|Publication number||US7113750 B2|
|Application number||US 10/321,129|
|Publication date||Sep 26, 2006|
|Filing date||Dec 16, 2002|
|Priority date||Dec 16, 2002|
|Also published as||US20040116094|
|Publication number||10321129, 321129, US 7113750 B2, US 7113750B2, US-B2-7113750, US7113750 B2, US7113750B2|
|Inventors||James S. Eastwood|
|Original Assignee||Tektronix, Inc.|
|Export Citation||BiBTeX, EndNote, RefMan|
|Patent Citations (18), Referenced by (6), Classifications (14), Legal Events (3)|
|External Links: USPTO, USPTO Assignment, Espacenet|
The invention relates generally to signal analysis devices and, more particularly, to a method and apparatus for providing electrical isolation such as between a signal under test (SUT) and an electronic testing device.
Signal acquisition devices or test and measurement devices such as digital storage oscilloscopes (DSOs) and the like receive one or more signals under test (SUT) via one or more respective input channels. It is important that the input channels be electrically isolated from each other and from the chassis ground of the test and measuring device. Such isolation is necessary for signals having a frequency from DC to the bandwidth of the measuring device. Such isolation allows multiple signals under test to be provided to, and analyzed by, the same measuring device without affecting the systems/signals under test.
One isolation method known to those skilled in the art for use in wide bandwidth systems is the so-called “two path scheme” in which an input signal is broken up into two signals; namely, a low frequency input signal and a high frequency input signal. Optocouplers are used for low frequency signals (e.g., signals under 1 MHz) and wide band transformers are used for the high frequency signals. Unfortunately, optocouplers are difficult and expensive to linearize, and wide band linear transformers are expensive. Additionally, it is difficult to insure that the resulting isolated low end high frequency signal components of the signals under test are sufficiently well matched such that they may be recombined to produce a “flat” signal suitable for further processing by the test and measurement device.
These and other deficiencies of the prior art are addressed by the present invention of a method and apparatus enabling the isolation of wide band signals in a manner avoiding the “two path scheme” and its inherent difficulties. One embodiment comprises an electrical isolation device (isolator) wherein a signal to be electrically isolated is mixed with a carrier signal by a multiplier to produce a modulated carrier signal which is passed through an isolation barrier and demodulated and filtered to extract thereby the initial input signal.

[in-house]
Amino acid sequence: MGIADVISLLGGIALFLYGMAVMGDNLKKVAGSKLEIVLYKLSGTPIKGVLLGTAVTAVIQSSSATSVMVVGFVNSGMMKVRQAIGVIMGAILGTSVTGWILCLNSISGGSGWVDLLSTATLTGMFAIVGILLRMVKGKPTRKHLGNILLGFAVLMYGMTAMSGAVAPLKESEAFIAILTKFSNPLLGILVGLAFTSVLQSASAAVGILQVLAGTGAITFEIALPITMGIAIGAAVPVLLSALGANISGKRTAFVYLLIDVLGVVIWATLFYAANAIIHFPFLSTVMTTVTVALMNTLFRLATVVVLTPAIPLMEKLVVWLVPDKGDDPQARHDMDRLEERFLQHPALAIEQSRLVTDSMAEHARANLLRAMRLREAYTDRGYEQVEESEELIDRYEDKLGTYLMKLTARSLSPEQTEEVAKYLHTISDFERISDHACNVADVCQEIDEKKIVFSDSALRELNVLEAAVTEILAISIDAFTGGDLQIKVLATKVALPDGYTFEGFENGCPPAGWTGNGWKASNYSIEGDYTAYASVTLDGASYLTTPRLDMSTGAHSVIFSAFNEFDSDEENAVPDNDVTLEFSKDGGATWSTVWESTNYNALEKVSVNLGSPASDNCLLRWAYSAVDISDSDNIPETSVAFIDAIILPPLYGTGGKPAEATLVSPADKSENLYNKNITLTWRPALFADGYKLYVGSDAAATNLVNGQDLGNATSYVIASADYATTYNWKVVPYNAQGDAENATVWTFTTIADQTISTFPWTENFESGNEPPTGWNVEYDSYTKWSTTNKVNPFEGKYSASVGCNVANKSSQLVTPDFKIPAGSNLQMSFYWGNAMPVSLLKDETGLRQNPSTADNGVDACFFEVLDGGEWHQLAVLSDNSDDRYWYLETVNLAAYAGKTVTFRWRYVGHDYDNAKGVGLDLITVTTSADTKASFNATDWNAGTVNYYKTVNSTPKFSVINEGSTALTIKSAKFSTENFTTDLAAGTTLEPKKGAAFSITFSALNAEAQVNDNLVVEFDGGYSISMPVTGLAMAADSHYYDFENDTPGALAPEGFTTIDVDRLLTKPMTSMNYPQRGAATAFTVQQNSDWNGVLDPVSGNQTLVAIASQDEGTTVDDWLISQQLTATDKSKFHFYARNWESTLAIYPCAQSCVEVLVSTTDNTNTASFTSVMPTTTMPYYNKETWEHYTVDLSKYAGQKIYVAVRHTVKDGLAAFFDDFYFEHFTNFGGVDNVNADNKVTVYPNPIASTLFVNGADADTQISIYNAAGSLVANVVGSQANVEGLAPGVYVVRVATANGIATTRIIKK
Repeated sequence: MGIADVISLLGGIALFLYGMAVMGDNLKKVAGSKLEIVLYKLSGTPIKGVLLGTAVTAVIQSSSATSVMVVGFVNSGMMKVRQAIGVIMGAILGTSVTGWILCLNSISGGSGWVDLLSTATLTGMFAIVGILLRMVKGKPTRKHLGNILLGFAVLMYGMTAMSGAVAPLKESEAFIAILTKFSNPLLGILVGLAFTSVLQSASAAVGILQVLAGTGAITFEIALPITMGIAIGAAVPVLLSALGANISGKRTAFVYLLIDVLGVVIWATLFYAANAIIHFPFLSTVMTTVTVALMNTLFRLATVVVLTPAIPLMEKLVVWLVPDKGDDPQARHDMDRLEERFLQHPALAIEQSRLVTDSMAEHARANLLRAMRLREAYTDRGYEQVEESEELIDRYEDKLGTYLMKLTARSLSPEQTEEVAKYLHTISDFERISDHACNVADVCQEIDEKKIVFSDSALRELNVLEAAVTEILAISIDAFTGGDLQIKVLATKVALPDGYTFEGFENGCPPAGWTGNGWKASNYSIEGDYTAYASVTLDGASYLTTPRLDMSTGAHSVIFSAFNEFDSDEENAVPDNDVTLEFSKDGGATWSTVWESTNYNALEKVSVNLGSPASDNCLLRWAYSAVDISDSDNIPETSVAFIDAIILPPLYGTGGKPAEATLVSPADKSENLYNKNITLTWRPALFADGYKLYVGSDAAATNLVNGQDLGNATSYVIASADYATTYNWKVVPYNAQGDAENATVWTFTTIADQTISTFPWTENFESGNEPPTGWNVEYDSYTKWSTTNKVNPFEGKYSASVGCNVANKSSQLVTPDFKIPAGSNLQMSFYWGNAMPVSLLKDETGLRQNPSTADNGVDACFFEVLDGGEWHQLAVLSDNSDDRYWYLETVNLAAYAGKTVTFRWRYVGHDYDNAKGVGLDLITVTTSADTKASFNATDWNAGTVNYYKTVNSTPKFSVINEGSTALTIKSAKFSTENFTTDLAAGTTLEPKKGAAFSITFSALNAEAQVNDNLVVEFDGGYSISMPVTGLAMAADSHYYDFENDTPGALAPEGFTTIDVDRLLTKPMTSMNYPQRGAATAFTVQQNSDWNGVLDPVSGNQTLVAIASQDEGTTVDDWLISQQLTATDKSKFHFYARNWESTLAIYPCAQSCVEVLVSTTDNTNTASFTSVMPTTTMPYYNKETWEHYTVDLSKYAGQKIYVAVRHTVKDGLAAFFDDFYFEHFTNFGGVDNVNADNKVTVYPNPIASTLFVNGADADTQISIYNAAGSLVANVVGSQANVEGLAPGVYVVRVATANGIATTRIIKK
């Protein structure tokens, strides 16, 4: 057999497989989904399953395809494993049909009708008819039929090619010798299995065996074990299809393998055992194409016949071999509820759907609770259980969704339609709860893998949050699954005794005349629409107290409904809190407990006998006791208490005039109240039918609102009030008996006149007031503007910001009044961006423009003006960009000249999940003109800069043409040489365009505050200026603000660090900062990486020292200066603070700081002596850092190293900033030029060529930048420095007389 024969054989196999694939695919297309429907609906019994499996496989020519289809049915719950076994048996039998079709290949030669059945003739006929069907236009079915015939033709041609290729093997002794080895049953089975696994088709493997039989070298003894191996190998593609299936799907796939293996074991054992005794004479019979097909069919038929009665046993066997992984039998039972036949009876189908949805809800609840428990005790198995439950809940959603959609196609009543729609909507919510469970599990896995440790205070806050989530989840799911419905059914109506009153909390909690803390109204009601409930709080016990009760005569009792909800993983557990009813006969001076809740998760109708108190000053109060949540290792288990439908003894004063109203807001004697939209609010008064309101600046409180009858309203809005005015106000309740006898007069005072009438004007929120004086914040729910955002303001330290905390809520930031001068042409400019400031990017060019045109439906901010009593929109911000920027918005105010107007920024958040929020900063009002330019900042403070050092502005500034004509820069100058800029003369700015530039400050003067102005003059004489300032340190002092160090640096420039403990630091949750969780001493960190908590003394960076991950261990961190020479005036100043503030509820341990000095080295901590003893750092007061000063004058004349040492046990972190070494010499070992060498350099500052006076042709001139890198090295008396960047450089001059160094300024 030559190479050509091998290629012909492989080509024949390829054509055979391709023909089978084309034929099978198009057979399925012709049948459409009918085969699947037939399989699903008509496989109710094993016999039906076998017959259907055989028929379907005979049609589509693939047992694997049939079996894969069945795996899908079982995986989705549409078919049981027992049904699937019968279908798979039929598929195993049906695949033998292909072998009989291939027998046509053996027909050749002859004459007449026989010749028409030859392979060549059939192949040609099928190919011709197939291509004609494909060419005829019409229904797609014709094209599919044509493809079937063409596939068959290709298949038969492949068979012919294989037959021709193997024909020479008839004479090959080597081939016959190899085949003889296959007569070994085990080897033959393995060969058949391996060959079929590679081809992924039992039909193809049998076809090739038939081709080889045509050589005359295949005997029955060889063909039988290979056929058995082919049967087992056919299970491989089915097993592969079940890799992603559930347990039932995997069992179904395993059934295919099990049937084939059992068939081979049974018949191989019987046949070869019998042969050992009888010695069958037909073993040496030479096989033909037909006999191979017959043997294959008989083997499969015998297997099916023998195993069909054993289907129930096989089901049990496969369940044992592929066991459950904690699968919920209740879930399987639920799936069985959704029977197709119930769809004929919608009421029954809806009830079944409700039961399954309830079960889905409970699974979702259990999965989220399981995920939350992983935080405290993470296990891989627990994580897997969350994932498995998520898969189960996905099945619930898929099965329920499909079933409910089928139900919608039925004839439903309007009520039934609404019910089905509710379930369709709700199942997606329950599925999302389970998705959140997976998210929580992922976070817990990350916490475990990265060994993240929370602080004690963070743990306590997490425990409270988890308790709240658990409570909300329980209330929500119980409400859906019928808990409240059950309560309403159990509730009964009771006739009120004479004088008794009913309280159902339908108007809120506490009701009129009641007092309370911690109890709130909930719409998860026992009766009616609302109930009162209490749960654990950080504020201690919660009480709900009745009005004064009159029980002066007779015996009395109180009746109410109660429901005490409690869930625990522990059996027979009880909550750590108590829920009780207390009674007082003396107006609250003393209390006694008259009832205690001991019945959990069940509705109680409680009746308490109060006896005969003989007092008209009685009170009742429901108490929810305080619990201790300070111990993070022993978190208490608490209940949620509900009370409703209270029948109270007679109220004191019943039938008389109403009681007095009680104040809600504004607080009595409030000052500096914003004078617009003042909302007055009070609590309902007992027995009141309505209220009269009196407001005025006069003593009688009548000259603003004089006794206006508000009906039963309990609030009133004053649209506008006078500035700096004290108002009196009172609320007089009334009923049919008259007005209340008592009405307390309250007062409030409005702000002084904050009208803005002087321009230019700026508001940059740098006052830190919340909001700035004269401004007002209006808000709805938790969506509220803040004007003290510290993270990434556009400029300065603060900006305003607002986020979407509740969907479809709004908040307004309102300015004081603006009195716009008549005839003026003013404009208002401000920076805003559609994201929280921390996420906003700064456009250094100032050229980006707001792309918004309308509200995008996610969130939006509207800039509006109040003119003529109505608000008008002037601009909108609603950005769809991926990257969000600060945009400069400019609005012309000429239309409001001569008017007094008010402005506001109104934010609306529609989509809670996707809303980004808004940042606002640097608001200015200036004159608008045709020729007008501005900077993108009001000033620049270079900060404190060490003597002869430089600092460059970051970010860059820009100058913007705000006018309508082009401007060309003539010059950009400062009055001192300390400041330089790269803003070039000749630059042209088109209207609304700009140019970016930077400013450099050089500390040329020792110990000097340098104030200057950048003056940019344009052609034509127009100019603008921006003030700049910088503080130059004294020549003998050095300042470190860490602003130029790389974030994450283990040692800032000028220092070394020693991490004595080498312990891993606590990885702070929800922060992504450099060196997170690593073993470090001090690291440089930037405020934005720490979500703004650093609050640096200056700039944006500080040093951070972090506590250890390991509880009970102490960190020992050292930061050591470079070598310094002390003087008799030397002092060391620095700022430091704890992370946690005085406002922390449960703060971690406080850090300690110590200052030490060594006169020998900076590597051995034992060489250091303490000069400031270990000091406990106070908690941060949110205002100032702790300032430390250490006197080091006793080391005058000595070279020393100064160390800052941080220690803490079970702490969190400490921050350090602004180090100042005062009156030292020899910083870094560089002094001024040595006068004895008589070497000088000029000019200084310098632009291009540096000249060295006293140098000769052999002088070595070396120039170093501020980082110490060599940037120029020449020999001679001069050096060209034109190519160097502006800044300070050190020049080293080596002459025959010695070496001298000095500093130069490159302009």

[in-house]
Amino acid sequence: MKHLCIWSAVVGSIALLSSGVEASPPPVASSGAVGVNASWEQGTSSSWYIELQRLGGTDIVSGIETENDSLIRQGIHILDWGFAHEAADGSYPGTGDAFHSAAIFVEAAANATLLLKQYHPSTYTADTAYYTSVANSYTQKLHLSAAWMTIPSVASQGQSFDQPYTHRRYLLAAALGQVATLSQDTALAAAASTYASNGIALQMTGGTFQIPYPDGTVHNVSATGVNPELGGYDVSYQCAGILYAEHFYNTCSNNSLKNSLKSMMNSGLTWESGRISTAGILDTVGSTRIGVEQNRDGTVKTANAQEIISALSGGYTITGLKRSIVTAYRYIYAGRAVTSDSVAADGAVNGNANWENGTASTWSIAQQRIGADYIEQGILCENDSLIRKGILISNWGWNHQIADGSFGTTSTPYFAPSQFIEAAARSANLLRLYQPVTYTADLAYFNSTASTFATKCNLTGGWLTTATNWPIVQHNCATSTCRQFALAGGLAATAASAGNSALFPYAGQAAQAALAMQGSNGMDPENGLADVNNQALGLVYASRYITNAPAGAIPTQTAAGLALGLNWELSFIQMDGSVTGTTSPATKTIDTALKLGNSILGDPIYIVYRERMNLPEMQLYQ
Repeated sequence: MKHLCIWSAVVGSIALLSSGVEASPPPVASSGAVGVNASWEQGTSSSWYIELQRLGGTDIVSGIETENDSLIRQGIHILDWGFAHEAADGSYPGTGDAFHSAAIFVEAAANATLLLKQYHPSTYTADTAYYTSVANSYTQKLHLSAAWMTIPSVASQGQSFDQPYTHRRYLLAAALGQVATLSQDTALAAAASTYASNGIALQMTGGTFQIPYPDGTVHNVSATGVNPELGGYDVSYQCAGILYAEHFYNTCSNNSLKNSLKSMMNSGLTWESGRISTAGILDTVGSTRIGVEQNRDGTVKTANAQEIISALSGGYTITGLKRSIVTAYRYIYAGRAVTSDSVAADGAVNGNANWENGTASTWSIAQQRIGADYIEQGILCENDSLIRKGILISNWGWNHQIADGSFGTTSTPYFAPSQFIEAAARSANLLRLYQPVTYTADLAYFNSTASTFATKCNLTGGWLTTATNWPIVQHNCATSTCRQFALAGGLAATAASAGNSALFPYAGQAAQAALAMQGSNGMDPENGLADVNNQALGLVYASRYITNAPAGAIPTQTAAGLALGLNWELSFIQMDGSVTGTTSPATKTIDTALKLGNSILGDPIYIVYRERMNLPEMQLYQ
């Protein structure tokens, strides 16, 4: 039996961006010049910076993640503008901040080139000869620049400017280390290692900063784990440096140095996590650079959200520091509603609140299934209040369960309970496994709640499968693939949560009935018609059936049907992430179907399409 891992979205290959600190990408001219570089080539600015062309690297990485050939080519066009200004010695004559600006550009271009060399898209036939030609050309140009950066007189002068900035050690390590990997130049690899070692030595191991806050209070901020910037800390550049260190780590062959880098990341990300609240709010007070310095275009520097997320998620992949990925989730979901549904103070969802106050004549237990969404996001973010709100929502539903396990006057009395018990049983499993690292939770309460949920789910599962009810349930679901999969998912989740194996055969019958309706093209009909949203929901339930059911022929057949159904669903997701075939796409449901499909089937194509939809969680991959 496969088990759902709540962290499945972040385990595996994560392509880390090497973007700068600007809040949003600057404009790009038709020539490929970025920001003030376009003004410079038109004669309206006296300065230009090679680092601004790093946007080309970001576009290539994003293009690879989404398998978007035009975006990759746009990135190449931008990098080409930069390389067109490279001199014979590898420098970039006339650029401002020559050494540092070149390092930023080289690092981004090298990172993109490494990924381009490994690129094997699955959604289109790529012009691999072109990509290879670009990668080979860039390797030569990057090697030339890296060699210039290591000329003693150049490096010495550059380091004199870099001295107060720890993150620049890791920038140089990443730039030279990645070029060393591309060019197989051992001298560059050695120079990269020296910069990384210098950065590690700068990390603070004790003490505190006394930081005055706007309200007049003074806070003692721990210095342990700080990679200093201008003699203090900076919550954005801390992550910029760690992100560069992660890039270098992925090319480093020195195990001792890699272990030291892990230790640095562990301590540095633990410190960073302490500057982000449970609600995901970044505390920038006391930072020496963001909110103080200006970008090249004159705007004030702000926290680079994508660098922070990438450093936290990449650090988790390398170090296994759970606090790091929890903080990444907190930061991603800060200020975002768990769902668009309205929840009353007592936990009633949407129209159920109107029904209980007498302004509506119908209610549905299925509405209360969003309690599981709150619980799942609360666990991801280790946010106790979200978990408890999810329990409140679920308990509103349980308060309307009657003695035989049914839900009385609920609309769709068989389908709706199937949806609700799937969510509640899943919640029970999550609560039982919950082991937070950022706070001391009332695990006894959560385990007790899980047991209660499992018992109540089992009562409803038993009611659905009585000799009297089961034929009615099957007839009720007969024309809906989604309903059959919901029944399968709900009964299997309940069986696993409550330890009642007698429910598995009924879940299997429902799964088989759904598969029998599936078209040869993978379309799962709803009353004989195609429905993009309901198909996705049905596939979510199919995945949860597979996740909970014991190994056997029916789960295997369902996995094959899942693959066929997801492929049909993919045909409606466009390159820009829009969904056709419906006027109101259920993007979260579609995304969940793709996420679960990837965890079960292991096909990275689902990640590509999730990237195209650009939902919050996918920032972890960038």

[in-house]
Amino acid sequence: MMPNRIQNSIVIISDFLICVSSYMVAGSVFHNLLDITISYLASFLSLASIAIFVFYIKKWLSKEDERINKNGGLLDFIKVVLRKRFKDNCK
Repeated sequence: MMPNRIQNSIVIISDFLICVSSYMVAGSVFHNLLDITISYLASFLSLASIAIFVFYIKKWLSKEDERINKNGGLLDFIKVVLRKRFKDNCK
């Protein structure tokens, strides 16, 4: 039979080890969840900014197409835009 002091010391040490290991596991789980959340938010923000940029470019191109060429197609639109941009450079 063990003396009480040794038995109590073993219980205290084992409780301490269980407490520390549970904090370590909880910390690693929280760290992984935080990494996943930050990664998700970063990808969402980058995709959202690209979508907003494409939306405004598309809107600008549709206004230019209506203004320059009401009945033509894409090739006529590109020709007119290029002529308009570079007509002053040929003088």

The subject invention is adapted, in one embodiment, to an apparatus comprising a modulator, for modulating an input signal onto a carrier signal to produce thereby a modulated carrier signal having associated with it a first ground reference; an isolation device, for processing the modulated signal to produce a corresponding modulated signal having associated with it a second ground reference; a demodulator, for demodulating the corresponding modulated signal and a corresponding carrier signal to produce thereby a demodulated signal; and a smoothing device, for retrieving a corresponding input signal from the demodulated signal.
The teachings of the present invention can be readily understood by considering the following detailed description in conjunction with the accompanying drawings, in which:
To facilitate understanding, identical reference numerals have been used, where possible, to designate identical elements that are common to the figures.
The subject invention will be primarily described within the context of test and measurement devices such as digital storage oscilloscopes, analog oscilloscopes and the like. However, it will be appreciated by those skilled in the art that the invention may be advantageously employed in any environment where electrical isolation of a relatively wide bandwidth signal is desired.
The system 100 receives a differential input signal and responsively produces a differential output signal which comprises an isolated or a corresponding version of the differential input signal. It will be appreciated by those skilled in the art and informed by the teachings of the present invention that the system 100 of
The differential input signal is buffered by the first buffering device 105 and coupled to the active mixer 110. The active mixer 110 operates to multiply or modulate the buffered differential input signal and a first carrier signal CARRIER to produce a modulated signal MOD. The modulated signal MOD is passed to an input portion of the second isolating device 130. The resulting isolated signal produced at the output portion of the second isolating device 130 is coupled to the second active mixer 140.
The second active mixer 140 receives a second carrier signal CARRIER′ that is substantially identical to (though isolated from) the first carrier signal CARRIER provided to the first active mixer 110. The second active mixer 140 operates to demodulate the isolated and modulated differential input signal to produce therefrom a demodulated differential signal DEMOD.